The new EU General Data Protection Regulation (GDPR) radically overhauls the existing data protection legislation. We look at its implications for businesses and what steps they need to take now.
The new General Data Protection Regulation (GDPR) comes into force on 25 May 2018. That seems some way off but with a greater regulatory burden and onerous new sanctions, businesses are wise to make plans now. Even though this is EU legislation, it seems unlikely Brexit will come to the rescue given the timeframe.
In any event, non-EU controllers and processors will be caught under the GDPR where the processing activities are related to the offering of goods or services to data subjects in the EU, or the monitoring of their behaviour.
The GDPR will apply to anyone who is a “data controller” or “data processor”. A “data controller” is a person (or company) who (either alone, jointly or in common with other persons) determines the purposes for which and the manner in which any personal data is, or is to be, processed. A “data processor” is a person (or company) that processes data on behalf of a data controller.
So what are the major changes?
1. Bigger fines
Under the GDPR, both data controllers and data processors can be fined for breaches of data protection.
There are two tiers of fines for companies that fail to comply with the legislation. The level imposed will depend on the nature of the infringement. The lower tier is a fine of the greater of €10 million or 2% of a business’s worldwide annual turnover. At the higher tier, fines can be up to €20 million or 4% of a business’s worldwide annual turnover.
There are onerous obligations on data controllers to show compliance. This includes maintaining specific documentation, conducting impact assessments and implementing data protection by design, ie to ensure data minimisation.
3. Direct obligations and notifications
Data processors will have direct obligations for the first time. These include maintaining written records of processing activities and notifying the controller on becoming aware of data breaches within 72 hours (where feasible). Individuals must be notified where the occurrence of the incident could cause them serious harm.
It must be easy for the data subject to withdraw consent to the processing of their personal data. Also, subjects will need to give explicit consent for certain sensitive data. Where personal data is processed for direct marketing the data subject must expressly give consent or “opt-in”. In addition, the data subject will have a right to object to their personal data being used for marketing purposes and this right must be explicitly brought to their attention.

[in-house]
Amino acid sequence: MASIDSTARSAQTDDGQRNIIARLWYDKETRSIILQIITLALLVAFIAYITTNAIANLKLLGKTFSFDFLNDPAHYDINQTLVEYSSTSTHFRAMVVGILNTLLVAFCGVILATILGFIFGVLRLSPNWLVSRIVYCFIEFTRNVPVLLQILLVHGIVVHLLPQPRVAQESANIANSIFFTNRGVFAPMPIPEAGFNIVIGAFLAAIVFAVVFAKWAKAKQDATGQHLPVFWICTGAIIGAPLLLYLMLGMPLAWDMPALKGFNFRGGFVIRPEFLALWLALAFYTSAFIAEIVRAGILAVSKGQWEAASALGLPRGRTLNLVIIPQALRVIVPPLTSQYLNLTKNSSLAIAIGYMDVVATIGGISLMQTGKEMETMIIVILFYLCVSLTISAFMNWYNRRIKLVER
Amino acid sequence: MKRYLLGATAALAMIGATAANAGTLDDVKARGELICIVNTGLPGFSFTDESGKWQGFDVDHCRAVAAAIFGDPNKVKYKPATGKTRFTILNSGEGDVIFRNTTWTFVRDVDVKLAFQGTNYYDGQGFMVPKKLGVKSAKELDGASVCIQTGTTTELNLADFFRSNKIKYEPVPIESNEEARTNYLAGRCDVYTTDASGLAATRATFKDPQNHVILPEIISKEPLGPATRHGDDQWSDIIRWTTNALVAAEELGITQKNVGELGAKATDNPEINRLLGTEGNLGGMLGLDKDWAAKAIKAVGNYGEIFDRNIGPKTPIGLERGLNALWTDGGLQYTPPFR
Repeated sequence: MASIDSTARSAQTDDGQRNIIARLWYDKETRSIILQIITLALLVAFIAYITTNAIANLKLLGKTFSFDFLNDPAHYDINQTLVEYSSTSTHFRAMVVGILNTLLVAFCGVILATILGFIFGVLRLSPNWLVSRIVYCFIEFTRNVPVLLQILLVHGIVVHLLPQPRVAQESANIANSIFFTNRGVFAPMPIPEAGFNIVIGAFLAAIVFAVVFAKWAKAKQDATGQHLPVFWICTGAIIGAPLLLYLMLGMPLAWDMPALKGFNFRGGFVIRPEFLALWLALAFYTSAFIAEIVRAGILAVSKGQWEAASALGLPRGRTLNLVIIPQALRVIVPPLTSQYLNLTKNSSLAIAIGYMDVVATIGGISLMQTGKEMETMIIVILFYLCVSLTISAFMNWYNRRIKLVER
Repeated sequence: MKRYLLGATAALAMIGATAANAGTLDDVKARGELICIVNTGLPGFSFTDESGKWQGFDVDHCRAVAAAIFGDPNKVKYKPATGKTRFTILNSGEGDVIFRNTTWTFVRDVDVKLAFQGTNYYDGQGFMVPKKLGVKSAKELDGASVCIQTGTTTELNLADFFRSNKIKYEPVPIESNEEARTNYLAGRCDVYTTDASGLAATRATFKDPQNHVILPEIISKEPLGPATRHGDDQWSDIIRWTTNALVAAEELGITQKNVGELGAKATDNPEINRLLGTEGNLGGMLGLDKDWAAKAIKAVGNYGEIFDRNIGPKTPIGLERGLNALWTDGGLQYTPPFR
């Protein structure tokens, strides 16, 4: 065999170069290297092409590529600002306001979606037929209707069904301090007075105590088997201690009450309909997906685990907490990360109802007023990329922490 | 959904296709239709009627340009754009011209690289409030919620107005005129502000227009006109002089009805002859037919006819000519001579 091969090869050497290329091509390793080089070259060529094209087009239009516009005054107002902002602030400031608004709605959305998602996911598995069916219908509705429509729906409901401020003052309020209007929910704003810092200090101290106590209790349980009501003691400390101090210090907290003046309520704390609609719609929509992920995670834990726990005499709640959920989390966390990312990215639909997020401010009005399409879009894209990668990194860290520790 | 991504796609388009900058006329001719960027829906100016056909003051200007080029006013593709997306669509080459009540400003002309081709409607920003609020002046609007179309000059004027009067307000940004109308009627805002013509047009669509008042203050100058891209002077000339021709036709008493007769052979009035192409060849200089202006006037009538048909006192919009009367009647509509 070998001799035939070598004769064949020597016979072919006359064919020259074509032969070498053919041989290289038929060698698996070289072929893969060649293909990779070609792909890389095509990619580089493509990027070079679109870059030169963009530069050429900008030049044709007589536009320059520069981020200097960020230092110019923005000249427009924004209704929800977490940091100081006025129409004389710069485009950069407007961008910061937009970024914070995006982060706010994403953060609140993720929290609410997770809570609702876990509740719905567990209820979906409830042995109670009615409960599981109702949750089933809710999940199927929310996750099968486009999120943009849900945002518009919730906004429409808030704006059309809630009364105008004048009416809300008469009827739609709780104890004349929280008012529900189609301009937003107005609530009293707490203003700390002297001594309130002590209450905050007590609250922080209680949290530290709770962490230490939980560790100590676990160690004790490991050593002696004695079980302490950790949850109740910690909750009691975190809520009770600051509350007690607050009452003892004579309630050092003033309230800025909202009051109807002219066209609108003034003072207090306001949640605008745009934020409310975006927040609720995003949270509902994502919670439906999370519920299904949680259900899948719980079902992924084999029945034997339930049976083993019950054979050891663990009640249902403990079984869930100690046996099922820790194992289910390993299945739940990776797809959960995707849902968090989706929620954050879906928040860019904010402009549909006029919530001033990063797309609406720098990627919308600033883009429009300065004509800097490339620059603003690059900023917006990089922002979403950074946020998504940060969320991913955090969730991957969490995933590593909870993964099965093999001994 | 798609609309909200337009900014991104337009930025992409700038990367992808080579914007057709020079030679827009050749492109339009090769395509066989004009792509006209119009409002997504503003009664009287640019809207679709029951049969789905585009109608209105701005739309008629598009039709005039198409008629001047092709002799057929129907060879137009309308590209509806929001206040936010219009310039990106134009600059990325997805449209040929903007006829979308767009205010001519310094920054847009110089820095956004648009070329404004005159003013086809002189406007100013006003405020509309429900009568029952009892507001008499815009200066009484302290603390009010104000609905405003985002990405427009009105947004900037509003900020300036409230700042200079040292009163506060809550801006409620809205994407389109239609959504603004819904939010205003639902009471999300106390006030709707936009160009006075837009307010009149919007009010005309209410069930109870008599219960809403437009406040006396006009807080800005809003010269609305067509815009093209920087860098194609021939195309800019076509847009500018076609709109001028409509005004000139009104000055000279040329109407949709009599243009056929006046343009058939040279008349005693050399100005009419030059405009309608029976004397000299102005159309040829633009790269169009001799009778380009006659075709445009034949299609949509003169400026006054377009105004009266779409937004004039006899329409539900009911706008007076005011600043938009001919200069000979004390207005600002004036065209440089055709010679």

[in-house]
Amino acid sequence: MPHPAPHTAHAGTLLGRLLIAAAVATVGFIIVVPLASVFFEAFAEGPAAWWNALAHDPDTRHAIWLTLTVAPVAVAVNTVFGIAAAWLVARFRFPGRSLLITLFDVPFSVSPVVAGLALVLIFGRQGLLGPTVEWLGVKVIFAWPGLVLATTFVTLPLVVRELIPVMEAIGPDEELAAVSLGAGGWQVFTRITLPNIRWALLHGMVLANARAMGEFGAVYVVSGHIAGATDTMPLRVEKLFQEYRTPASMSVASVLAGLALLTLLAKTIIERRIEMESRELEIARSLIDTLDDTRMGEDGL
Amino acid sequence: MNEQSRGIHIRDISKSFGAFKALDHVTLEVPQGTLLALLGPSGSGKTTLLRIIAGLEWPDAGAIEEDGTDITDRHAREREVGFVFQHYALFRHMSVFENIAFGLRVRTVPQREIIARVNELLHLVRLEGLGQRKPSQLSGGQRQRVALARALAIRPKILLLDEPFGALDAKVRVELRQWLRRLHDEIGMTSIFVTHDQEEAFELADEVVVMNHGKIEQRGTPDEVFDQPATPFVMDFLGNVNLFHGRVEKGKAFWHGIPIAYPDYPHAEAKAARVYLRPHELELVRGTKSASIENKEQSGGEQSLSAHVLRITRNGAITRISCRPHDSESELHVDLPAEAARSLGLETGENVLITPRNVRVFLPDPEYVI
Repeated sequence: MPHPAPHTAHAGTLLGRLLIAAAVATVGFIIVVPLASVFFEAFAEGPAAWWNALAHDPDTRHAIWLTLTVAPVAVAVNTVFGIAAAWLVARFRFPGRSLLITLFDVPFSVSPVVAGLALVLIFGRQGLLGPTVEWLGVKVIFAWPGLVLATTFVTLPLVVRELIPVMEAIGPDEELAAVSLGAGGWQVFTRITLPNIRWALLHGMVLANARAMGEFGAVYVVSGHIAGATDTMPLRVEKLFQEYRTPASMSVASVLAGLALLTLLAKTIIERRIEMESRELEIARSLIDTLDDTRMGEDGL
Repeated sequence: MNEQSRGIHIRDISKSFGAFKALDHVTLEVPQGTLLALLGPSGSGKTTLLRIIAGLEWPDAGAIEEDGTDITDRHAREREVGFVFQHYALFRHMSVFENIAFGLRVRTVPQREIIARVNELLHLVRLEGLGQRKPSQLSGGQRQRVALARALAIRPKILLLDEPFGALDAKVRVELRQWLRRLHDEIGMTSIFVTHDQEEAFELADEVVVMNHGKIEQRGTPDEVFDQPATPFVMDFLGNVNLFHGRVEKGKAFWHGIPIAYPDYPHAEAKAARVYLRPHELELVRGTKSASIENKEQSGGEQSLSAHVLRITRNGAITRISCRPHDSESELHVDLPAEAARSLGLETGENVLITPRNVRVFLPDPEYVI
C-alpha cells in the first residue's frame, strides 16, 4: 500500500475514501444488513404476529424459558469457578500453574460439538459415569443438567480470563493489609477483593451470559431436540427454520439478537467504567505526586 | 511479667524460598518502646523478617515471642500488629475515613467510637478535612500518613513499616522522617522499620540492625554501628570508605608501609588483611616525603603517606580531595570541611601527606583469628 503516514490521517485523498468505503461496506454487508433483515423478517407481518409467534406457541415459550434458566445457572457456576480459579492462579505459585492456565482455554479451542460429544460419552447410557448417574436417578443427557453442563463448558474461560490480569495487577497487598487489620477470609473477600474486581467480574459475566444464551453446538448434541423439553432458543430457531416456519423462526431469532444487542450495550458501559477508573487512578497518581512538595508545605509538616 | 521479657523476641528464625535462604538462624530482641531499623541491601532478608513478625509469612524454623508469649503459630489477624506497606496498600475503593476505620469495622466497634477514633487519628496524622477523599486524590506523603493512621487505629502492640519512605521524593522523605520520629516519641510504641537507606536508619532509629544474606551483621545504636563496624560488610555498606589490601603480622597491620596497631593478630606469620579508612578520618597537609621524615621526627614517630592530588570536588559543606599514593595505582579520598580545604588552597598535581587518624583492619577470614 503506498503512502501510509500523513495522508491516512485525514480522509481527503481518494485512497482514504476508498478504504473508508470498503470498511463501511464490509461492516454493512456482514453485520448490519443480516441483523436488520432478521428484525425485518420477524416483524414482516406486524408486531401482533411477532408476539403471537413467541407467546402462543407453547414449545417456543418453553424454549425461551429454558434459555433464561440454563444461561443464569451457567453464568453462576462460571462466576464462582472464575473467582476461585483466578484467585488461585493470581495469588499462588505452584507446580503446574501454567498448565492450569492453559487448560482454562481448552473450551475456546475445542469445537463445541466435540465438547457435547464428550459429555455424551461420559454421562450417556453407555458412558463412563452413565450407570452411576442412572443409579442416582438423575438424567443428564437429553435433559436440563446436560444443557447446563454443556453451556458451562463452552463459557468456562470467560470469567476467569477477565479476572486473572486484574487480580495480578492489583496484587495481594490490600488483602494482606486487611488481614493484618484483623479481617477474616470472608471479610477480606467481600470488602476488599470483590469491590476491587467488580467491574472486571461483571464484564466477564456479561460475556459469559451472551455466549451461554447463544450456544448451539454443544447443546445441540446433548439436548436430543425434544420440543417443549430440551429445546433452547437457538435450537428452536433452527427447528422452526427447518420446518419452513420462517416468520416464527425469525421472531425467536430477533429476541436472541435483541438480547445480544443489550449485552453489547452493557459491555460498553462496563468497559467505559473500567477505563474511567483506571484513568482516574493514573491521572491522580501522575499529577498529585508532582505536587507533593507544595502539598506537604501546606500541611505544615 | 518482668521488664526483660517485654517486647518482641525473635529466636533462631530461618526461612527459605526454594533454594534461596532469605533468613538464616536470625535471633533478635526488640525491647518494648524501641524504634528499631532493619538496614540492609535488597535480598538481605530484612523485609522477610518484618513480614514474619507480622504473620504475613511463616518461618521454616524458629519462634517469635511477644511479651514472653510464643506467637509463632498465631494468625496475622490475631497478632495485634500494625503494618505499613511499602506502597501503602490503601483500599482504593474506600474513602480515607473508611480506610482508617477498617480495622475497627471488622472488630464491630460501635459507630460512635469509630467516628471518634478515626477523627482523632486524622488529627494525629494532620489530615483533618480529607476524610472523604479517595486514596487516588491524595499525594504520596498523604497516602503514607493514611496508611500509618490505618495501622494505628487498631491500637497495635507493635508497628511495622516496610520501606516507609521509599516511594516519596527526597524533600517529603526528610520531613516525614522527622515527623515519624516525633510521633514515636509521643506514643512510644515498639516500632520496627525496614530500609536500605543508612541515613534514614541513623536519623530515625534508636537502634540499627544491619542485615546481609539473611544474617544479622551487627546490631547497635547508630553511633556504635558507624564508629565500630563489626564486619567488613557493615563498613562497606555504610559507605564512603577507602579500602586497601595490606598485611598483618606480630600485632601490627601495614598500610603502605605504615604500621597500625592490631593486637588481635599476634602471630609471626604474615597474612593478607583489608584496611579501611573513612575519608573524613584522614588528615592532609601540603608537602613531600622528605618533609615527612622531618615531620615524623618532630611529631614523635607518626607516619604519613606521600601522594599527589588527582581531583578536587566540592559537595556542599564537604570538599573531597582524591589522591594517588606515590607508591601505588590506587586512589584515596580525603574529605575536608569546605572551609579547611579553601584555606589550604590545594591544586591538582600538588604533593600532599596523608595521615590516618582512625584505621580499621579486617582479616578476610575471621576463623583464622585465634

5. Definition of personal data
The definition of ‘personal data’ has been widened. It will now cover any information related to identified or identifiable living individuals, including pseudonyms.
6. Greater transparency
More information will need to be provided to individuals about personal data that is being collected, for what purpose, for how long and to whom, and to where it is being transferred.
7. Right to be forgotten
Individuals will be able to request that their personal data is deleted. Where the personal data has been made public, they can also request that other controllers processing the personal data erase links to such personal data.
8. Data portability
This is a new right. A data subject will be entitled to obtain from the controller a copy of his or her data in a structured, commonly used and machine-readable format. The data subject will be able to request that the personal data is sent directly to another controller, where feasible.
The rules requiring controllers to put in place policies and documented procedures to ensure (and evidence) compliance with the GDPR will be tighter. Full documentation and records will be important to avoid or reduce fines.
10. Data protection officers
In certain circumstances, it will be necessary for public authorities and private companies to appoint a data protection officer. This will apply where core activities involve large-scale monitoring or processing of sensitive data, or data on criminal convictions. A data protection officer must operate independently and must not take instructions from his or her employer.
What steps should you take now?
- Prepare for breaches and put in place clear policies and procedures in case any infringements occur.
- Have policies in place to show that you have met the required standards and ensure staff are adequately trained.
- Make sure privacy by design forms part of your data processing.
- Check what consents you need from data subjects and make sure procedures are in place to obtain these.
- Ensure information about data that you provide to subjects is clear and unambiguous.
- Have processes in place to comply with the new requirements dealing with the deletion and portability of data.
The new regulation has been four years in the making and contains complex, detailed provisions. The information above is necessarily a summary of it and should not be relied on as formal advice.
If you have any queries concerning the GDPR and how it may affect your business, please contact Lee Gabbie at firstname.lastname@example.org, Choy Lau at email@example.com or Lisa Rice at Lisa.firstname.lastname@example.org or call 0207 404 9400 and ask to speak to a member of our employment team.